The Whynter ARC-122DS Elite chilled the room by an even 10°F. The SereneLife SLPAC10 narrowly outperformed all the units, dropping the temperature by 11°F. We thought this was quite interesting, as there is a stark difference between these models' room ratings and BTU values. The 10,000 BTU SereneLife is rated for 350 square feet, while the 12,000 BTU Whynter Elite is rated for rooms up to 400 square feet.

The Whynter Elite puts out some cold air.
The Whynter Elite puts out some cold air.
Credit: Jenna Ammerman

Finishing at the bottom of the list is the Airo Comfort with the lowest temperature drop. This 10,000 BTU unit is allegedly effective for areas up to 350 square feet but only dropped the temperature in our smaller room by six degrees after 60 minutes.

Its light weight and decent handles make the Black+Decker a breeze...
Its light weight and decent handles make the Black+Decker a breeze to move around.
Credit: Jenna Ammerman

Portability


After seeing how well these products cool a room, we evaluated and scored how mobile these purportedly portable air conditioners are. This metric is based on how much effort it takes to roll each air conditioner around, how maneuverable they are, the ergonomics of the handles, the difficulty we had in carrying them, and how hard it is to install and remove the window inserts.

It turns out that portability is a relative term in this case. None of these appliances are especially easy to transport. While they can be occasionally transferred from room to room or removed and taken to storage seasonally, you probably won't move these units around much throughout your day to save on energy costs, as you might with a space heater. On average, it took about 15 to 20 minutes to remove the window insert, move the AC to a nearby room, and reinstall the insert.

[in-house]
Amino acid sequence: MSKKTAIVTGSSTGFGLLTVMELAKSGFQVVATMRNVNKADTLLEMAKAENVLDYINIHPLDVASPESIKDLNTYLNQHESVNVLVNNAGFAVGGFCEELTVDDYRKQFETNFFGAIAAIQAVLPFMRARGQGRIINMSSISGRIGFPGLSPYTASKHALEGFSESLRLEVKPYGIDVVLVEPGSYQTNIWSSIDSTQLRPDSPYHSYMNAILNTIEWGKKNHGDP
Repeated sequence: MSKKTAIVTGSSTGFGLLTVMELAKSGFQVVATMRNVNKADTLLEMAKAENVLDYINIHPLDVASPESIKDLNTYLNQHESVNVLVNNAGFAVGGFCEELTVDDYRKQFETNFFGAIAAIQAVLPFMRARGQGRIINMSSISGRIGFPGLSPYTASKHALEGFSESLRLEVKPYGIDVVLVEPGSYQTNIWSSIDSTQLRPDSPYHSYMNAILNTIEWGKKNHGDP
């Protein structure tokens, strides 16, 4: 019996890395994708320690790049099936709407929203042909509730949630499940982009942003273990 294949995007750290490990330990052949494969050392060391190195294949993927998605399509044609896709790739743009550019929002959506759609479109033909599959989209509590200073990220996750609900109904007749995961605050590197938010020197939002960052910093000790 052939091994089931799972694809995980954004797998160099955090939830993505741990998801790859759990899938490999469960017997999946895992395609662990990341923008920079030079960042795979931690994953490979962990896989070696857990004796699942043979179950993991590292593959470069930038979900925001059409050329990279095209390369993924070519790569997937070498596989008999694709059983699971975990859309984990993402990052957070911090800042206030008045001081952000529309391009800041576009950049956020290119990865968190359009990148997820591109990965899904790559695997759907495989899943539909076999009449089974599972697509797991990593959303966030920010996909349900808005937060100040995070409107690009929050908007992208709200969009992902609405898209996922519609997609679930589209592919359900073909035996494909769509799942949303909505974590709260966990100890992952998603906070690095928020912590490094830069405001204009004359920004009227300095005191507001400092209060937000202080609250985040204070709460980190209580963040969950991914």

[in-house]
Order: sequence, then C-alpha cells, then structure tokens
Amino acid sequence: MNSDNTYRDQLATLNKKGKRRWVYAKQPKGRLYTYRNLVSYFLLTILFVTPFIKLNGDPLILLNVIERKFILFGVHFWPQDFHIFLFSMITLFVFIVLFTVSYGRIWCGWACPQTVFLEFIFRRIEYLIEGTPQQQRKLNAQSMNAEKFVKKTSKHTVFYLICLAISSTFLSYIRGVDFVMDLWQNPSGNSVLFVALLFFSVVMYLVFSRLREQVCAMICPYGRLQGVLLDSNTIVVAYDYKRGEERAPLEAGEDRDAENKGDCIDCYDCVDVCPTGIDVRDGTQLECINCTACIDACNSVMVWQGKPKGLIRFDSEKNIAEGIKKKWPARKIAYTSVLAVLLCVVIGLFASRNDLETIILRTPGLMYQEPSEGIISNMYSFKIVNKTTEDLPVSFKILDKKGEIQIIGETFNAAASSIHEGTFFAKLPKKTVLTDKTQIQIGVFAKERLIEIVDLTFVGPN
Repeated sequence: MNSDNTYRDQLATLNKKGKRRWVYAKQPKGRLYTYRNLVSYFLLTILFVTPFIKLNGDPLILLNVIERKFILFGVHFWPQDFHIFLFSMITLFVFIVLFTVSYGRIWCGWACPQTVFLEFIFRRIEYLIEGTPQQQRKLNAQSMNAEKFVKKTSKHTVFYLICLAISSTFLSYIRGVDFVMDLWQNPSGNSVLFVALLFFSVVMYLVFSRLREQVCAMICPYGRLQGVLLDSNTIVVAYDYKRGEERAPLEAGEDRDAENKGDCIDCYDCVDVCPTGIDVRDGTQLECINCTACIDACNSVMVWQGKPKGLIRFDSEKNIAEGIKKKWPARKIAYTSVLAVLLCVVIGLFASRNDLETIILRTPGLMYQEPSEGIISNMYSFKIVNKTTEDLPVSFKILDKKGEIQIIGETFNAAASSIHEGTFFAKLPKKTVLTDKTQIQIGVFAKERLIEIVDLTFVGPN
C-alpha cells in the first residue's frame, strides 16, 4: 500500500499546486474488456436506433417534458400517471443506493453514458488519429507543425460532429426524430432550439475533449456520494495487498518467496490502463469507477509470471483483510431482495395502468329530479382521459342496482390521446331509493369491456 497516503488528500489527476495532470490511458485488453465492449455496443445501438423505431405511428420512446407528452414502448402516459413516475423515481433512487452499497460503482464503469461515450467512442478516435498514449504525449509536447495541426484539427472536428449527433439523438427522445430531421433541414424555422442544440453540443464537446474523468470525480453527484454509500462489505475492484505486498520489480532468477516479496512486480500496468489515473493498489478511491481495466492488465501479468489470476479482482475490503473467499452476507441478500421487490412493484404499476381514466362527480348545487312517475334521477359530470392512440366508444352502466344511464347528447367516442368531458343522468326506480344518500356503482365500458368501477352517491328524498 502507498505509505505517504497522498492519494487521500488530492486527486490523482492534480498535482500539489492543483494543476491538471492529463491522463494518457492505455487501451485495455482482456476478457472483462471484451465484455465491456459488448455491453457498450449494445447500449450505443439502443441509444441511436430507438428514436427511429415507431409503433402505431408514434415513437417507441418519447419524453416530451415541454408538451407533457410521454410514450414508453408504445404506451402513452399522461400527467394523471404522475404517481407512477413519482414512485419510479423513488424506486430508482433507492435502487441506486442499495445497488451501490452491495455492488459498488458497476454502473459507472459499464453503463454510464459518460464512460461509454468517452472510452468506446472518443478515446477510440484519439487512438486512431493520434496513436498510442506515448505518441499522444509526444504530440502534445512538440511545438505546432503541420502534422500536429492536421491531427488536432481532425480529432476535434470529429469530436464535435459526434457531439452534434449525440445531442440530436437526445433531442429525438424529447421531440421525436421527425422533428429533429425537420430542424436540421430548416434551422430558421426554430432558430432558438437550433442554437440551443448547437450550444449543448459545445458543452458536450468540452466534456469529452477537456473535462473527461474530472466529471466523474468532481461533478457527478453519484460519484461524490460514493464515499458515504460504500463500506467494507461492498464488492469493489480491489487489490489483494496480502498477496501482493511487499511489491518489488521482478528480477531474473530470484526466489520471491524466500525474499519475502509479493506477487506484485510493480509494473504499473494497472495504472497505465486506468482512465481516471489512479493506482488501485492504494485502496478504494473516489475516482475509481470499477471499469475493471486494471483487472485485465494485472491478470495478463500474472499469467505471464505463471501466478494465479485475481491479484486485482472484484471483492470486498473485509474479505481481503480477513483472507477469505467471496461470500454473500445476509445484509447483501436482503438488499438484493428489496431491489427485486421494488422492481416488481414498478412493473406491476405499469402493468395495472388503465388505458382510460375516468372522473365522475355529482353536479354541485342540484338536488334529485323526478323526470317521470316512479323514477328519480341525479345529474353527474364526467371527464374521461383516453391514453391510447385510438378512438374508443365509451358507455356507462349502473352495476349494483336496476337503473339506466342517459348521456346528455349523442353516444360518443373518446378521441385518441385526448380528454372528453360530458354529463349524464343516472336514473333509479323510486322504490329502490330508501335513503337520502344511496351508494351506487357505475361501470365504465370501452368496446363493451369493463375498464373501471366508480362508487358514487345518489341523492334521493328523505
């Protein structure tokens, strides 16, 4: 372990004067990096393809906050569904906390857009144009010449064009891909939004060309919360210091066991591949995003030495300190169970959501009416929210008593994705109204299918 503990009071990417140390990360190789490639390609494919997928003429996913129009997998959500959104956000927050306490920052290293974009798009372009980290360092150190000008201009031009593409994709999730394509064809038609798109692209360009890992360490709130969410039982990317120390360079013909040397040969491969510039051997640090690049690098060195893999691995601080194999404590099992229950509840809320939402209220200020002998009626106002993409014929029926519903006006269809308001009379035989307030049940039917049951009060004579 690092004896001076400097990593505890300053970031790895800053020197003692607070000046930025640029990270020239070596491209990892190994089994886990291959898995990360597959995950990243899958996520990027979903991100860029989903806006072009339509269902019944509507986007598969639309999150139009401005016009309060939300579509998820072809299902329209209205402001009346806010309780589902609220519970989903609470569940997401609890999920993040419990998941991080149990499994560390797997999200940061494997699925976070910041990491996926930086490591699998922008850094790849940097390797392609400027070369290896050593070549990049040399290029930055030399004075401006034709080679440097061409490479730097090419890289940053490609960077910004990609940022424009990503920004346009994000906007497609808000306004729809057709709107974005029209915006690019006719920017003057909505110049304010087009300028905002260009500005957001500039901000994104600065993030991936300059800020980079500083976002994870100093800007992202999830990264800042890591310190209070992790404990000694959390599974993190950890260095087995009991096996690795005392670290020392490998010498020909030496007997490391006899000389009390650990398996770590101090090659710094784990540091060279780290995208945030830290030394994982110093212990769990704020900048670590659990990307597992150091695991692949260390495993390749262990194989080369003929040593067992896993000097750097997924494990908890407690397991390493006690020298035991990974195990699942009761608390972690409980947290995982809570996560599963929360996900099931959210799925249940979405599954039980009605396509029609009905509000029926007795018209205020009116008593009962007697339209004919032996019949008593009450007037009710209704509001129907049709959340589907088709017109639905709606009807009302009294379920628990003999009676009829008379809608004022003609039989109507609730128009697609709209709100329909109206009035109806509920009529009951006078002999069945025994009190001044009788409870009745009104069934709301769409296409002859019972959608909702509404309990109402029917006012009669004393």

Claiming the top spot for portability is the SereneLife SLPAC10. This model is agile and maneuverable, effortlessly rolling across hard surfaces. It also isn't too challenging to carry for short durations, though it does tip the scales at a bit over 50 pounds, and we wouldn't be thrilled if we had to haul it up or down multiple stairs.

The handles on the SereneLife are fairly comfortable to hold but...
The handles on the SereneLife are fairly comfortable to hold but could be a little deeper.
Credit: Laura Casner

In particular, the ease of removing and installing the window insert impressed us with the SereneLife, which is what makes it so portable. Its tool-free installation process can be accomplished quickly, minimizing the hassle of moving this appliance to another room.

We love how easy it is to install the SereneLife&#039;s window insert.
We love how easy it is to install the SereneLife's window insert.
Credit: Laura Casner


The Whynter ARC-122DS Elite is relatively easy to roll around, offering barely any rolling resistance, and is one of the more maneuverable models. However, we noticed that it could be finicky when it comes to turning, seemingly having a much greater affinity for continuing in a straight line than pivoting. It is also easy to set up the window insert, though it does require a screwdriver to tighten the pair of screws that lock in the length.